X-ray redshifts for obscured AGN: a case study in the J1030 deep field

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    We present a procedure to constrain the redshifts of obscured (NH>1022N_H > 10^{22} cm2^{-2}) Active Galactic Nuclei (AGN) based on low-count statistics X-ray spectra, which can be adopted when photometric and/or spectroscopic redshifts are unavailable or difficult to obtain. We selected a sample of 54 obscured AGN candidates on the basis of their X-ray hardness ratio, HR>0.1HR>-0.1, in the Chandra deep field (\sim479 ks, 335 arcmin2^2) around the z=6.3z=6.3 QSO SDSS J1030+0524. The sample has a median value of 80\approx80 net counts in the 0.5-7 keV energy band. We estimate reliable X-ray redshift solutions taking advantage of the main features in obscured AGN spectra, like the Fe 6.4 keV Kα\mathrm{\alpha} emission line, the 7.1 keV Fe absorption edge and the photoelectric absorption cut-off. The significance of such features is investigated through spectral simulations, and the derived X-ray redshift solutions are then compared with photometric redshifts. Both photometric and X-ray redshifts are derived for 33 sources. When multiple solutions are derived by any method, we find that combining the redshift solutions of the two techniques improves the rms by a factor of two. Using our redshift estimates (0.1z40.1\lesssim z \lesssim 4), we derived absorbing column densities in the range 10221024\sim 10^{22}-10^{24} cm2^{-2} and absorption-corrected, 2-10 keV rest-frame luminosities between 1042\sim 10^{42} and 104510^{45} erg s1^{-1}, with median values of NH=1.7×1023N_H = 1.7 \times 10^{23} cm2^{-2} and L210keV=8.3×1043L_{\mathrm{2-10\, keV}} = 8.3\times10^{43} erg s1^{-1}, respectively. Our results suggest that the adopted procedure can be applied to current and future X-ray surveys, for sources detected only in the X-rays or that have uncertain photometric or single-line spectroscopic redshifts.Comment: 22 pages, 18 figure

    The star formation histories of z ∼ 1 post-starburst galaxies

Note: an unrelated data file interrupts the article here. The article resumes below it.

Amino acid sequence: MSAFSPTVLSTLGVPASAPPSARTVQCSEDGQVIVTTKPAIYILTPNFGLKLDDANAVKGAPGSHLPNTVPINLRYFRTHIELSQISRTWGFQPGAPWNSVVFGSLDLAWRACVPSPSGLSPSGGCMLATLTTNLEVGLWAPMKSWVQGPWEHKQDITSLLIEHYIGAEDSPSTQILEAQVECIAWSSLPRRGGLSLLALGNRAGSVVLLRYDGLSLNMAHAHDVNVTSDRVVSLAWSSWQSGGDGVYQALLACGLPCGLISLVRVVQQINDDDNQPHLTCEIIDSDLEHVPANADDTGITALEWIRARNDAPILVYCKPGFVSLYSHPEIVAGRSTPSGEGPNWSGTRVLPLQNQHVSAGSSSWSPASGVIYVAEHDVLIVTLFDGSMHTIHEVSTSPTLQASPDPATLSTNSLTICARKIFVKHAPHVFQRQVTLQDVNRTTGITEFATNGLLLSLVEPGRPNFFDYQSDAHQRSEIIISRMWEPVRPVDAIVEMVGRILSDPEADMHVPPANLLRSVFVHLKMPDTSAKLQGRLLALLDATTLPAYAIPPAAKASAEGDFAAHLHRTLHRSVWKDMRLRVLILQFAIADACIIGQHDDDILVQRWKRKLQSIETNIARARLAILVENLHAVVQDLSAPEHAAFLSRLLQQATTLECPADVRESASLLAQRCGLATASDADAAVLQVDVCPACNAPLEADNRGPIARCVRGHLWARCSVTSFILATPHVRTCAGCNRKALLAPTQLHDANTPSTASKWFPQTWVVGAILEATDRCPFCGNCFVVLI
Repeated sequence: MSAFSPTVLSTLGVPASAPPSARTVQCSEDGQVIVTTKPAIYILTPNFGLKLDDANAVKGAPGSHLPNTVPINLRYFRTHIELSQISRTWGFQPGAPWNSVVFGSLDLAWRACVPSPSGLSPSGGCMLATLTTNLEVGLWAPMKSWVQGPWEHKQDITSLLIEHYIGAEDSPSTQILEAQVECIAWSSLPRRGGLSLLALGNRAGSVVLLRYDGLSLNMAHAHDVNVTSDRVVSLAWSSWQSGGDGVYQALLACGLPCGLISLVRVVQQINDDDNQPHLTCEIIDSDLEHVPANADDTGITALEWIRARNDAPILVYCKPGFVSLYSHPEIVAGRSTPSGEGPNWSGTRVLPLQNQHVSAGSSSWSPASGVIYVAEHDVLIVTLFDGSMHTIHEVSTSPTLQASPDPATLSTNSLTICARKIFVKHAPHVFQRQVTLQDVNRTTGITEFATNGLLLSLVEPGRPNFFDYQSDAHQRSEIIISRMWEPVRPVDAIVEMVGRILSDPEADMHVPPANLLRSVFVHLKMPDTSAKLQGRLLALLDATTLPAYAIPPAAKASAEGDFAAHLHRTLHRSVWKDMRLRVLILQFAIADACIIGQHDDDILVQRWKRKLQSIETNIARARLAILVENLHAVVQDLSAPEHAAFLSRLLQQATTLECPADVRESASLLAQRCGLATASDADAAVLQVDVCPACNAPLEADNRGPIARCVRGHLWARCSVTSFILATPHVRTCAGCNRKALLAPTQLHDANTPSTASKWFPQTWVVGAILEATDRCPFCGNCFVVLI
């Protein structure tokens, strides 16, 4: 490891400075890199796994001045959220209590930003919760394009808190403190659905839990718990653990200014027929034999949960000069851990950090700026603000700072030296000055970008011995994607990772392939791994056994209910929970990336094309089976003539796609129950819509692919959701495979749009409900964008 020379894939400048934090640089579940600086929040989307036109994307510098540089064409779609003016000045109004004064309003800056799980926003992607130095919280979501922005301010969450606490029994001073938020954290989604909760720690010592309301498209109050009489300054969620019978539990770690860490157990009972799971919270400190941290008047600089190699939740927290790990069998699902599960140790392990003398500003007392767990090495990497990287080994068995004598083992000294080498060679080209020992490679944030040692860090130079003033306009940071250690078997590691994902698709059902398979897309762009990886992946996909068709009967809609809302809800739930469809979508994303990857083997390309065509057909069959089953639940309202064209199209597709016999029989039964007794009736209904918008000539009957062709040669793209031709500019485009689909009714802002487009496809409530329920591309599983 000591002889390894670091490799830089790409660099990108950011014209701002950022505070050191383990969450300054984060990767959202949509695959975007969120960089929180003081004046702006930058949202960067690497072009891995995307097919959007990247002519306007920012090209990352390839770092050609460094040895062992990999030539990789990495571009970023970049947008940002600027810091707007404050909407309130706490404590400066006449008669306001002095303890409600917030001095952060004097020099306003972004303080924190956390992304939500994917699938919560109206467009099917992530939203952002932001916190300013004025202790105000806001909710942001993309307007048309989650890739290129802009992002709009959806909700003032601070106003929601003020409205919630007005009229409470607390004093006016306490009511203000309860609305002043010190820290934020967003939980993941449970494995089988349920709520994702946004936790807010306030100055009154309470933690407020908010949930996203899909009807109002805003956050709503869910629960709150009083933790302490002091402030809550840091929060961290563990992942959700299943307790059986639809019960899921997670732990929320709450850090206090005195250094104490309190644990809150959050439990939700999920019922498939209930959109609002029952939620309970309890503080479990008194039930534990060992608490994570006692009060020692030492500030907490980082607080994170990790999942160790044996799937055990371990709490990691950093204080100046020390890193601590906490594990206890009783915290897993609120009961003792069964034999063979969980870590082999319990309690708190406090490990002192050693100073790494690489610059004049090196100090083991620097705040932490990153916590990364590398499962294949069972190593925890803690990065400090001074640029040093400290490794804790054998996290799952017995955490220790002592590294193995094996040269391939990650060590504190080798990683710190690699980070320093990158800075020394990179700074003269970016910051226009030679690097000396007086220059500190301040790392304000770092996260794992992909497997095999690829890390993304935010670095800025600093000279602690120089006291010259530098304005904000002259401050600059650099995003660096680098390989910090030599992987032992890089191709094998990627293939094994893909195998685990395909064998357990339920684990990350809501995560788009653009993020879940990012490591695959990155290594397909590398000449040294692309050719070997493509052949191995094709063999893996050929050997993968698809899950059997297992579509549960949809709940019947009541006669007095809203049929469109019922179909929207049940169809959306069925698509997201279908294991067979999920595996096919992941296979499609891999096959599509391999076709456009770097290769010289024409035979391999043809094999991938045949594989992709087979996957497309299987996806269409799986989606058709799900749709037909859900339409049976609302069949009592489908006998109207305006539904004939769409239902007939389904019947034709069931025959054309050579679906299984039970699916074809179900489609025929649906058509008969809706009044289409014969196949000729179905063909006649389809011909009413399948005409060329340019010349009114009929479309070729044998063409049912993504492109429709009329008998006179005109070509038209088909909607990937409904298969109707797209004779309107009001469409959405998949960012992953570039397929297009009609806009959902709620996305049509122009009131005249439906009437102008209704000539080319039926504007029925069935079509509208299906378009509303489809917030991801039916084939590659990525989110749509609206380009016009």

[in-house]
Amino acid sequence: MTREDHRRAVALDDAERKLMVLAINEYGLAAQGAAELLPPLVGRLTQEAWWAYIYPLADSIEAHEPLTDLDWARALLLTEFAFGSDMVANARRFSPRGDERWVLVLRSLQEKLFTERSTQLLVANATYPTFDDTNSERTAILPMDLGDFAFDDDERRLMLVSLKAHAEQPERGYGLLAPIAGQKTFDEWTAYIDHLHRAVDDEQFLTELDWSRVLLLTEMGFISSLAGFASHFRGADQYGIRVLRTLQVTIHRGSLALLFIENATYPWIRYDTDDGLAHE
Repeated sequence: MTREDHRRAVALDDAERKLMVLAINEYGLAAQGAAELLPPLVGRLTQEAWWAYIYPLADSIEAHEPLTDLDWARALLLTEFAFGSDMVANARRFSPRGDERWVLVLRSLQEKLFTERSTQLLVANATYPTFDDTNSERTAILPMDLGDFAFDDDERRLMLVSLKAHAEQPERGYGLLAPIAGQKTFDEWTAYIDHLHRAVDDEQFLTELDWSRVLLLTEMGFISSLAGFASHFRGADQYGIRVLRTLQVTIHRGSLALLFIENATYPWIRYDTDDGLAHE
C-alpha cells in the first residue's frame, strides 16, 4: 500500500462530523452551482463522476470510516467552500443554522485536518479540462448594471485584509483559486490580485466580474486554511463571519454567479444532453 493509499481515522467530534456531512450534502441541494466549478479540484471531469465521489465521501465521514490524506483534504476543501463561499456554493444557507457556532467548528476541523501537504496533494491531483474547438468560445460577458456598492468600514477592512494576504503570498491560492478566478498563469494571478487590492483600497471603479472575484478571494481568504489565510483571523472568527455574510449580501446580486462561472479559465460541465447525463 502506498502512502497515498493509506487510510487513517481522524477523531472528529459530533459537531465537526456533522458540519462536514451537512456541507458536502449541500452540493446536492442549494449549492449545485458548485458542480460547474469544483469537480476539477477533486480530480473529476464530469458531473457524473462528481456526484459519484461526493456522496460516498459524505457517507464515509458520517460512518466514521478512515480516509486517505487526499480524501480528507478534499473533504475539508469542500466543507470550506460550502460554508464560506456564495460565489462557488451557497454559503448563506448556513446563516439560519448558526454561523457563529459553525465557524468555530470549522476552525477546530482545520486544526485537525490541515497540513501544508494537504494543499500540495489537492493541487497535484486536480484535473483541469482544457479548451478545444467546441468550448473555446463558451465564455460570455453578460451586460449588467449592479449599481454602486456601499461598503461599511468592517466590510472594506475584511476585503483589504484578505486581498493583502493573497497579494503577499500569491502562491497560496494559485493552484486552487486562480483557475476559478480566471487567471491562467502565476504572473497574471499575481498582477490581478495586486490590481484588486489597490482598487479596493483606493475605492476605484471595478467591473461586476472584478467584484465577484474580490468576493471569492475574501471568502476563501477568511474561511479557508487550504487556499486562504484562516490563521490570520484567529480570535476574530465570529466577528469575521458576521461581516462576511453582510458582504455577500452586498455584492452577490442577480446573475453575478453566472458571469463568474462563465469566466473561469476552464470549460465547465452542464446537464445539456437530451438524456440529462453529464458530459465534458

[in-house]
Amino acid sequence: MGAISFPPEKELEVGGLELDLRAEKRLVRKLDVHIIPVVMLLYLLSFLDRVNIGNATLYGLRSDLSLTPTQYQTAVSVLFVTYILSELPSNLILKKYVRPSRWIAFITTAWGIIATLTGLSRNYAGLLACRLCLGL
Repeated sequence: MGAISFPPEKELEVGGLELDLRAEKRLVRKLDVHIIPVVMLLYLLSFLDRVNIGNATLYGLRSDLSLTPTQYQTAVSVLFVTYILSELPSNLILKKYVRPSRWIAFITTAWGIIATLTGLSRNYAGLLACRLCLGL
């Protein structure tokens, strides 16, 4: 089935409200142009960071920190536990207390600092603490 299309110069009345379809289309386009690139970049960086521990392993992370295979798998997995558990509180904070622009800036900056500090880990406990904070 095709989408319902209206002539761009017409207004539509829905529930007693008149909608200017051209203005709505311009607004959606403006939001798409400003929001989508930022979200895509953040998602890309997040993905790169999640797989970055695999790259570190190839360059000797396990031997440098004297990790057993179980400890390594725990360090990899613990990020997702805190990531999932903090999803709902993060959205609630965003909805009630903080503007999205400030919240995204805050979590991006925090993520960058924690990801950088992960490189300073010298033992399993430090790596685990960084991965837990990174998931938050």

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    Funding: LTA acknowledges support from the Ministry of Higher Education and Scientific Research (MOHESR), Iraq. AW acknowledges financial support from the Royal Society Newton Fund (grant NAF/R1/180403, PI Natalia Vale Asari) and Fundação de à Amparo Pesquisa do Estado de São Paulo (FAPESP) process number 2019/01768-6.We present the star formation histories of 39 galaxies with high-quality rest-frame optical spectra at 0.5 <z <1.3 selected to have strong Balmer absorption lines and/or Balmer break, and compare to a sample of spectroscopically selected quiescent galaxies at the same redshift. Photometric selection identifies a majority of objects that have clear evidence for a recent short-lived burst of star formation within the last 1.5 Gyr, i.e. 'post-starburst' galaxies, however we show that good quality continuum spectra are required to obtain physical parameters such as burst mass fraction and burst age. Dust attenuation appears to be the primary cause for misidentification of post-starburst galaxies, leading to contamination in spectroscopic samples where only the [O II] emission line is available, as well as a small fraction of objects lost from photometric samples. The 31 confirmed post-starburst galaxies have formed 40-90 per cent of their stellar mass in the last1-1.5 Gyr. We use the derived star formation histories to find that the post-starburst galaxies are visible photometrically for 0.5-1 Gyr. This allows us to update a previous analysis to suggest that 25-50 per cent of the growth of the red sequence at z ∼ 1 could be caused by a starburst followed by rapid quenching. We use the inferred maximum historical star formation rates of several 100-1000 M⊙yr-1 and updated visibility times to confirm that sub-mm galaxies are likely progenitors of post-starburst galaxies. The short quenching time-scales of 100-200 Myr are consistent with cosmological hydrodynamic models in which rapid quenching is caused by the mechanical expulsion of gas due to an acive galactic neucleus.Publisher PDFPeer reviewe